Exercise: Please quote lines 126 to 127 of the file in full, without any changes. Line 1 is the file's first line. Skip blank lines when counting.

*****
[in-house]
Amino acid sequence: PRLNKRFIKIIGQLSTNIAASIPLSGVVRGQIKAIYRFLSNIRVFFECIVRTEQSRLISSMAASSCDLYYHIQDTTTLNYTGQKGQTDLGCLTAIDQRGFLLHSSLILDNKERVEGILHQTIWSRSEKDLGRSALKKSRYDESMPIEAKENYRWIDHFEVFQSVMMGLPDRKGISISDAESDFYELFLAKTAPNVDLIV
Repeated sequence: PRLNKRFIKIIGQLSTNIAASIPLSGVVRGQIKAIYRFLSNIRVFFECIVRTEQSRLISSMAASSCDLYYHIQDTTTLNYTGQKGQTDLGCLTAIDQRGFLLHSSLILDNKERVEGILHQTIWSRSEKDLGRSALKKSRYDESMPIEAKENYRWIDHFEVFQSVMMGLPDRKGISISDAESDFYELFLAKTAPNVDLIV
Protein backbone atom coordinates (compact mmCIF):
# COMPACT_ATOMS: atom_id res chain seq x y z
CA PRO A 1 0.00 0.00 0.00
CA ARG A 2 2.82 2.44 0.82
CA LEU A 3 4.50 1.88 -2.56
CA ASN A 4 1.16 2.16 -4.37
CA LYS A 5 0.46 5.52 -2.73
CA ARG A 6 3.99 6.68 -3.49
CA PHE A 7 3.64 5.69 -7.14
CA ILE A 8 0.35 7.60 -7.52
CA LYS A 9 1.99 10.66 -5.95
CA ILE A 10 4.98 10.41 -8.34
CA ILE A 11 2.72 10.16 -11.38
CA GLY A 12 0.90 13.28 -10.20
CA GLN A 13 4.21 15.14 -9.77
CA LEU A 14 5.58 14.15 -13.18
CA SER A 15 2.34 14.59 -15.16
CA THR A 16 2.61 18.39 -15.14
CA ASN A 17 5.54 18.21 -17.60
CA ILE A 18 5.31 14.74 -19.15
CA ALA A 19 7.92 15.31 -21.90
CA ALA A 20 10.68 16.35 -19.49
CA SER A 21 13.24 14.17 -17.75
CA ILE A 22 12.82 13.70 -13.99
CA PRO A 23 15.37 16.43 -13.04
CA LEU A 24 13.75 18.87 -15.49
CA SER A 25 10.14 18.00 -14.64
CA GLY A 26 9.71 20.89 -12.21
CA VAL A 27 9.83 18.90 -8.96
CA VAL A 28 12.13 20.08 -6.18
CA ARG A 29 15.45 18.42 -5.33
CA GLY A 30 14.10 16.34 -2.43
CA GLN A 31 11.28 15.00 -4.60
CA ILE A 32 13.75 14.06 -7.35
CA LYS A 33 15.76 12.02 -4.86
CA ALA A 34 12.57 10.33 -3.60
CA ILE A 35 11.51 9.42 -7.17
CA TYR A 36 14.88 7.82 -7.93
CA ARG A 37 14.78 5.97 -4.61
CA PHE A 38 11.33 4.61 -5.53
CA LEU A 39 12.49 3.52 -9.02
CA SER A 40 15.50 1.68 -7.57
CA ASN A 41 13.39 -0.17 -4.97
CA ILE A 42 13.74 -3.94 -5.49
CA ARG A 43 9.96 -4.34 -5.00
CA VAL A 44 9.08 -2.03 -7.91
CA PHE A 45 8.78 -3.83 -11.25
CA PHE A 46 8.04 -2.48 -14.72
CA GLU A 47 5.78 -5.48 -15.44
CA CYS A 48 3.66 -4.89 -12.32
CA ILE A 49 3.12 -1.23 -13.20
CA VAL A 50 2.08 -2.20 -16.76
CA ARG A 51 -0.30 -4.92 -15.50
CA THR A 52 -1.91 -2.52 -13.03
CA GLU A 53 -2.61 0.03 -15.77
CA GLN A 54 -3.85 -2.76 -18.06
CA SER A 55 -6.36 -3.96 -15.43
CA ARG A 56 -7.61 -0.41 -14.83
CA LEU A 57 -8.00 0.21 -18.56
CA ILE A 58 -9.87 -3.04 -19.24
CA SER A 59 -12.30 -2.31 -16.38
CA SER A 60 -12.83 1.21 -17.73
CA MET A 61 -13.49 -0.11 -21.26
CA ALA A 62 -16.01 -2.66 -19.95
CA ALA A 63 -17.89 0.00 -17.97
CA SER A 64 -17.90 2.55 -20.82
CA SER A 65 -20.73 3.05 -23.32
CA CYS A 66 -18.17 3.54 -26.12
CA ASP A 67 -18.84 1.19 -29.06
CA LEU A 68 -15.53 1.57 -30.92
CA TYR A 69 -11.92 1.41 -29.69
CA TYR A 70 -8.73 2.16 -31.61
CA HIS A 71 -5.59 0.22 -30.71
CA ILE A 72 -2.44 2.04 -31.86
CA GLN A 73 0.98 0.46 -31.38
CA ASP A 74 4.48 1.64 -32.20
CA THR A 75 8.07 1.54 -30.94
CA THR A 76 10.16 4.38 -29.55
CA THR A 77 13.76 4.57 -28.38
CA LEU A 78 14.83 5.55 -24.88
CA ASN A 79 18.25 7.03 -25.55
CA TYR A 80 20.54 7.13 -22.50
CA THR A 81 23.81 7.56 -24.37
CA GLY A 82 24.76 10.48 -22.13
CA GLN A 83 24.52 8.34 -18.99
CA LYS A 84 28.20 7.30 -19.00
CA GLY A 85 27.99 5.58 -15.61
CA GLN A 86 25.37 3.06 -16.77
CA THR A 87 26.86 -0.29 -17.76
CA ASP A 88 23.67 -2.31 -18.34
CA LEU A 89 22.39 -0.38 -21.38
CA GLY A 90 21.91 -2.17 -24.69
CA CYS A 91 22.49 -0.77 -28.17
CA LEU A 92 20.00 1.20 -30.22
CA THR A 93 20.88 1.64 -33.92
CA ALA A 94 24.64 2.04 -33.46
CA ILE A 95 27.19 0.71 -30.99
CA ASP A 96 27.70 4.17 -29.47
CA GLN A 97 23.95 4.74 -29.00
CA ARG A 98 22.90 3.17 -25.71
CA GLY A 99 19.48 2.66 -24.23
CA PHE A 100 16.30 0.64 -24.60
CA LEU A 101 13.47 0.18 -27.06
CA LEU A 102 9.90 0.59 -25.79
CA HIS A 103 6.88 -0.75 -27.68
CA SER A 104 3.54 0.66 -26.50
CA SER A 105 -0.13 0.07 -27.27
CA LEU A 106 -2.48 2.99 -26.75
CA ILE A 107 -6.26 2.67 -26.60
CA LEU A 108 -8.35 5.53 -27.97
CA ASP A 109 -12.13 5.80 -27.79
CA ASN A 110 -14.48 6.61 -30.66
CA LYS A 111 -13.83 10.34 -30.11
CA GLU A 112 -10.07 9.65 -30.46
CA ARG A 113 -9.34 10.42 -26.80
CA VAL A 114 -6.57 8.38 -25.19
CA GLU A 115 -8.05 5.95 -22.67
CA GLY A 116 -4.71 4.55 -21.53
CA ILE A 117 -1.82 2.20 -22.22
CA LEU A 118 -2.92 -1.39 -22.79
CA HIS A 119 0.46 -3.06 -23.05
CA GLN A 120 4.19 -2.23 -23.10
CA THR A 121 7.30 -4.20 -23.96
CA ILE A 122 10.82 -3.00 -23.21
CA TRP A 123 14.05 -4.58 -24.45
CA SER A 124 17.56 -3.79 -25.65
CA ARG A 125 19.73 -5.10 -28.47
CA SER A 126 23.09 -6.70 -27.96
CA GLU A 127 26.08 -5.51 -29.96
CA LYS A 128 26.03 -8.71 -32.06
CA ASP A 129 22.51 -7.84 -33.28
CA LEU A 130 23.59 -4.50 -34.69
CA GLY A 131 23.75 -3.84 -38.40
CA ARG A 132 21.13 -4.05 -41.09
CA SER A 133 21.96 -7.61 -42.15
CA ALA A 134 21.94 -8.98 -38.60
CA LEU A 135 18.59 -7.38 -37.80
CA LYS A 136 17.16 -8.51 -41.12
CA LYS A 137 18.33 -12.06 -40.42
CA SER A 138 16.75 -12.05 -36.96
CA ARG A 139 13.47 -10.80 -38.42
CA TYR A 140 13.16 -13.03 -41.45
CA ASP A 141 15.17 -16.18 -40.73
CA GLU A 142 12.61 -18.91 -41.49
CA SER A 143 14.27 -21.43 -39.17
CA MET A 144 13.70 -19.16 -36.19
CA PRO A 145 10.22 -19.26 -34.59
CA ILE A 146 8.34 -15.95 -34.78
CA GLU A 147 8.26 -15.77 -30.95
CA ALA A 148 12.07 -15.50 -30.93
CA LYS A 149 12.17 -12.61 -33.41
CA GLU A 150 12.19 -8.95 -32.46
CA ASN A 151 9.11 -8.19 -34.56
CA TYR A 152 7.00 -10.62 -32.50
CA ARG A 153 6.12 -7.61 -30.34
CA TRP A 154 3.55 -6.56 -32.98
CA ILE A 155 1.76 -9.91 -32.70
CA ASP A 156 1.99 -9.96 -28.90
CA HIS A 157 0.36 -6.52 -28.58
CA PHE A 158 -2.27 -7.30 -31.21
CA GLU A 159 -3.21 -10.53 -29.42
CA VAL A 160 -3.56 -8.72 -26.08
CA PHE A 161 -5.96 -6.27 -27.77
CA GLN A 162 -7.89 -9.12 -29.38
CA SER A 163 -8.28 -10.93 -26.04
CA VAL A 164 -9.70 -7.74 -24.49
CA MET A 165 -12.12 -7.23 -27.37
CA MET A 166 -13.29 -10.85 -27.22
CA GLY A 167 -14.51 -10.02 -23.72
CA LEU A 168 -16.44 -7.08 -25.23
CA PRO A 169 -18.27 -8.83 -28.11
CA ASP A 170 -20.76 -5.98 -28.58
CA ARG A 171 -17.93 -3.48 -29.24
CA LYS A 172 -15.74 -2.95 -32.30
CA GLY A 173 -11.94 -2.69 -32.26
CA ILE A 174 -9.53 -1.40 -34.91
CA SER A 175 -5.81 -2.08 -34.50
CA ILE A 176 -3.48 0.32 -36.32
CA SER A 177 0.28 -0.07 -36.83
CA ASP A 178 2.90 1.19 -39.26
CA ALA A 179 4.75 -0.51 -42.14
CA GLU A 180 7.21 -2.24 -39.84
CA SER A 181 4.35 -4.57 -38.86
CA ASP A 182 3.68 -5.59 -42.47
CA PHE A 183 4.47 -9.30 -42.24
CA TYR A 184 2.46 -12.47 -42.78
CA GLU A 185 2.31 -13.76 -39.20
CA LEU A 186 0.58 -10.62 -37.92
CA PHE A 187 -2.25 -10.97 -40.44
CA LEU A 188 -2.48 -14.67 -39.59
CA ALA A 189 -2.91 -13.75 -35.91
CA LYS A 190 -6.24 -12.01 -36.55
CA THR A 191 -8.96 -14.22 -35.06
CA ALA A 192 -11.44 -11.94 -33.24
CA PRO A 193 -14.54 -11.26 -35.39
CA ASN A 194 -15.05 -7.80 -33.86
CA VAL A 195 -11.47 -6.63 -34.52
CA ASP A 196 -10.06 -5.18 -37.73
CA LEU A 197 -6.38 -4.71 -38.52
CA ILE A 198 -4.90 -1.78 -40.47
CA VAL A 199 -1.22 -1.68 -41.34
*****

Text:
CA THR A 121 7.30 -4.20 -23.96
CA ILE A 122 10.82 -3.00 -23.21